They walked on in silence, as a steady fall of snow drifted down from the sky, becoming visible only as they entered the cones of light from the street lamps. Her nose was getting numb in the cold, and she sniffed. The snow was beginning to “stick”, and as the ground whitened, light reflected both from the ground and the low-hanging clouds. It began to grow noticeably brighter.
“Does it hurt you so much, the past?” he asked softly.
“Not as much as it did, I guess.” She took internal inventory, and came up a bit surprised. “Not as much as I thought it should. The present hurts more, this feeling of being helpless, and being unable to do anything for him.”
He raised his free hand, and rubbed the back of his head with it.
“As with an injury,” he mused, “you have feared to look at it, to test it, until it has mostly healed, and voila’ it does not pain so much as you had feared.”
“I suppose so.”
“You intend to follow through with this, to eliminate the killers.”
She swallowed hard, and tightened her fingers on his. “I don’t have a choice, Damon.”
He stopped and tugged on her hand to make her pause beside him. “Hermione, look at me.”
She did; she hadn’t expected to read what she saw in his face, pity, sadness, understanding and compassion.
“I did not care for him, not at all, nor did I pity him, until the very last. Until he said goodbye, and told you what you had forgotten and then something extraordinary happened. He began changing at that moment. I will swear it. He is becoming something worthy of admiration. I do not know what he will become, but it will not be either petty or evil, whatever end he goes to.”
She stared at him a moment longer, and then the tears began in earnest. He took her in his arms, and she sagged against his shoulder and cried while her tears froze on her cheeks.
“I have lost those I cared for,” he murmured into her hair. “It is not an easy thing, and becomes no easier with time. Do not be ashamed to care, or to weep.”
So she wept and he held her, carefully, patiently, until she had cried herself out.
They entered the front door in silence. She shrugged out of her coat and threw it at a chair; it missed and slid down to the floor, and she was too exhausted, mentally and physically to care.
She didn’t bother to turn on the lights; the steady snowfall outside had built up to at least an inch on the ground, and all the reflected city light made it nearly bright enough to read inside the apartment. When they climbed the building steps, she had looked back over her shoulder at the street, peaceful beneath the frosting of white. It was beautiful, serene, and somehow pure.
She hoped it was an omen.
They both stopped in the hallway, halfway between her room and the living room, and the silence became awkward.
“Damon,” she began, and flushed. “I’d rather not sleep alone tonight,” she whispered, looking at her feet.
“I think,” he said, quietly, but with a hint of humor, “that I am about to make a great fool of myself.”
She looked up at him, startled. “What?”
He took her hand, and led her to the couch. When she had taken her seat, he sat beside her, still holding her hand.
“I told you, did I not, that my kind are something of ‘psychic vampires’ ourselves?”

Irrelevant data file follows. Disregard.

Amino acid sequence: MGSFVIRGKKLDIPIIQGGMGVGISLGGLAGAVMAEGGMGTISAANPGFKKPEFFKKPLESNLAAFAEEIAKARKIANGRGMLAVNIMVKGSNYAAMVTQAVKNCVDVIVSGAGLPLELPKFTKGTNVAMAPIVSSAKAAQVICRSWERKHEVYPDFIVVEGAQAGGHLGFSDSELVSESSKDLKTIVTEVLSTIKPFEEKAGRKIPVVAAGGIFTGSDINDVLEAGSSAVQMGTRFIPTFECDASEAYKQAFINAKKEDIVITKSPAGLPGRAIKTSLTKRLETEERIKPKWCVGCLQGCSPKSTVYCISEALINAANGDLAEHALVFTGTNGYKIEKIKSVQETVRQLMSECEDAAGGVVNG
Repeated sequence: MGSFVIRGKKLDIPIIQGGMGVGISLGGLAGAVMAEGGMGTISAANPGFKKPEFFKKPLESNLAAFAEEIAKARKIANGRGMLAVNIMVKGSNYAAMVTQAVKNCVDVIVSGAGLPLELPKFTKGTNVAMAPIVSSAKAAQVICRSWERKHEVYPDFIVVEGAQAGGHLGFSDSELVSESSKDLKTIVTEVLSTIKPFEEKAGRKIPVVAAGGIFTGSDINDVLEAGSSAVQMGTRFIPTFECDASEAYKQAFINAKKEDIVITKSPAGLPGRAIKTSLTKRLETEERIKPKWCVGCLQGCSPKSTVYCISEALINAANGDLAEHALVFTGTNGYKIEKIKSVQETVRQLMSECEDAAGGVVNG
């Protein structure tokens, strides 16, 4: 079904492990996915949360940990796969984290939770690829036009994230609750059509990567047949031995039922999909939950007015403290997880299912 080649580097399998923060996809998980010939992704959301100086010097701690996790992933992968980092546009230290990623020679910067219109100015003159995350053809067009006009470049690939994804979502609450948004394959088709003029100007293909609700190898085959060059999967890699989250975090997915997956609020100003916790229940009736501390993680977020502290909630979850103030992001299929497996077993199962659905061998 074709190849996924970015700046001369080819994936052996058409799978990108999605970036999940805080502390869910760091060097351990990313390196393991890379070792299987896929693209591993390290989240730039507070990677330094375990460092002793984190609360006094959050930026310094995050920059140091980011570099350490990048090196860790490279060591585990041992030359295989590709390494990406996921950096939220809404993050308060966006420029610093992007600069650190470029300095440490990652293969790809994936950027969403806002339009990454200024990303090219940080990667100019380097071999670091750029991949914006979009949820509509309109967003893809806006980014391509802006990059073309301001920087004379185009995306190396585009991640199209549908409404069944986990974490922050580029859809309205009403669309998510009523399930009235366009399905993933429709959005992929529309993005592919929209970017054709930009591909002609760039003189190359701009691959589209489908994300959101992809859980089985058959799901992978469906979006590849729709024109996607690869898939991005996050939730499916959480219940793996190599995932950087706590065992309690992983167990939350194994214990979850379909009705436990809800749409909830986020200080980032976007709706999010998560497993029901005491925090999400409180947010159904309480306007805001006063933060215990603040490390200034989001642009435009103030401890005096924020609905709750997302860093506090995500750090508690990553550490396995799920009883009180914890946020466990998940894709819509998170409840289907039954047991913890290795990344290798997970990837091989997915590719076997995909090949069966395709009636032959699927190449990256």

She nodded, and chewed at her lip, wondering what was coming next.
“I told you that we take only what it given freely and no more? I have made it a pledge that I take nothing without some feeling between myself and the other, after the first few times.”
She nodded again. He sighed, and shook his head.
“Hermione, I have done so very well for so very long with casual encounters, until now.”
She blushed, “until now?”
He reach out, and just barely touched the back of the hand that was resting on her knee.
“You have made casual encounters somewhat, distasteful. Am I a very great fool, or have you been something other than indifferent?”
His lips smiled, but his eyes begged for her to tell him that she had not been “indifferent.”
She shivered. “I’m not sure what to say. I, you’re very special to me, Damon, more than I ever thought anyone could ever be.”
His eyes had brightened with her first words, but now they looked wary. “But?”
“Damon, I can’t stop being a Guardian. I might not make it through this next one. I don’t want to ask you to get involved with me when you could end up hurt, and I don’t just mean physically.”
He smiled, and then his smile broadened until it turned into that lovely silent laugh of his.
“How very odd,” he chuckled, reaching out and cupping his free hand around her cheek, without letting go of the hand that he held. “That was precisely what I was going to say to you!”
She threw caution, bitter memories, and a fear darkened future to the wind.
“Would you consider sticking around if we make it through this one?”
His laughter faltered, and died. He searched her face, looking for something, she wasn’t sure what it was, but he must have found it, because he smiled again, and moved his hand around to the back of her neck, burying it in her hair and tugging her closer.
“Hermione, dear, sweet lady, Cherie, mon amour, I will stay for as long as you wish me to stay…”
Whatever else he might have said was lost as their lips met. There was too much tangled up in that kiss for her to sort it out; so she didn’t even try, she just gave herself to it, and to him.
When he let her go, whispered, “I still don’t want to sleep alone.”
He looked deeply into her eyes and smiled, and before she realized what he was up to, he’d scooped her up in his arms as effortlessly as if she were no heavier than one of the throw pillows.
She gasped, and clutched his shoulders. He chuckled.
“This is another legend that your books have true,” he said to her widened eyes. “Cherie, if you do not wish to sleep alone…”
He glanced at the clock on her desk. “It lacks an hour to dawn,” he told her, impishly, and began making his way toward the door leading to the hallway and her room.
“You shall not sleep at all, for a bit, hmm?”